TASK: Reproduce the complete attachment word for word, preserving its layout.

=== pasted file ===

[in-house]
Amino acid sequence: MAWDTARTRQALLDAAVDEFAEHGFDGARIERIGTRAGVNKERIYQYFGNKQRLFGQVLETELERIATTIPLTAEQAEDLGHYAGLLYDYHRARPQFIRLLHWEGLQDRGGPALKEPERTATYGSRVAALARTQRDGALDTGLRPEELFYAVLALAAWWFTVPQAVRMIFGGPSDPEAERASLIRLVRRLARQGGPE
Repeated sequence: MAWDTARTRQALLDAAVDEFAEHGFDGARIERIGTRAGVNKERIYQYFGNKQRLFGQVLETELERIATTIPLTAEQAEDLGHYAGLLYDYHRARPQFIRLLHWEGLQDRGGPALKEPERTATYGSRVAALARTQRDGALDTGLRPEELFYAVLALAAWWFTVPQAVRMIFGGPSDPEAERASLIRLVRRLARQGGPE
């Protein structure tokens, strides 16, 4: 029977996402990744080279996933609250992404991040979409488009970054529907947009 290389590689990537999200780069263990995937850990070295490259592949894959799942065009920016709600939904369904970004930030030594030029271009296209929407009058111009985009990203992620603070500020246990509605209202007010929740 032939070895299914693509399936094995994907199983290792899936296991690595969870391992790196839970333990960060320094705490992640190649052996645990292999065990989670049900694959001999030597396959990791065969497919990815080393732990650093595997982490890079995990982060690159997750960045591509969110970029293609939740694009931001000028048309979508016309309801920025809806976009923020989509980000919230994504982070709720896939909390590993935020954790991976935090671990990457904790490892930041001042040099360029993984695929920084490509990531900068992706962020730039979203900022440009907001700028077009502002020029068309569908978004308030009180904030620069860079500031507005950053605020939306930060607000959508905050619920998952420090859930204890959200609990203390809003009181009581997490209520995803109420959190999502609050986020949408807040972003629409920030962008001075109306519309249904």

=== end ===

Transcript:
[in-house]
Amino acid sequence: MAWDTARTRQALLDAAVDEFAEHGFDGARIERIGTRAGVNKERIYQYFGNKQRLFGQVLETELERIATTIPLTAEQAEDLGHYAGLLYDYHRARPQFIRLLHWEGLQDRGGPALKEPERTATYGSRVAALARTQRDGALDTGLRPEELFYAVLALAAWWFTVPQAVRMIFGGPSDPEAERASLIRLVRRLARQGGPE
Repeated sequence: MAWDTARTRQALLDAAVDEFAEHGFDGARIERIGTRAGVNKERIYQYFGNKQRLFGQVLETELERIATTIPLTAEQAEDLGHYAGLLYDYHRARPQFIRLLHWEGLQDRGGPALKEPERTATYGSRVAALARTQRDGALDTGLRPEELFYAVLALAAWWFTVPQAVRMIFGGPSDPEAERASLIRLVRRLARQGGPE
């Protein structure tokens, strides 16, 4: 029977996402990744080279996933609250992404991040979409488009970054529907947009 290389590689990537999200780069263990995937850990070295490259592949894959799942065009920016709600939904369904970004930030030594030029271009296209929407009058111009985009990203992620603070500020246990509605209202007010929740 032939070895299914693509399936094995994907199983290792899936296991690595969870391992790196839970333990960060320094705490992640190649052996645990292999065990989670049900694959001999030597396959990791065969497919990815080393732990650093595997982490890079995990982060690159997750960045591509969110970029293609939740694009931001000028048309979508016309309801920025809806976009923020989509980000919230994504982070709720896939909390590993935020954790991976935090671990990457904790490892930041001042040099360029993984695929920084490509990531900068992706962020730039979203900022440009907001700028077009502002020029068309569908978004308030009180904030620069860079500031507005950053605020939306930060607000959508905050619920998952420090859930204890959200609990203390809003009181009581997490209520995803109420959190999502609050986020949408807040972003629409920030962008001075109306519309249904």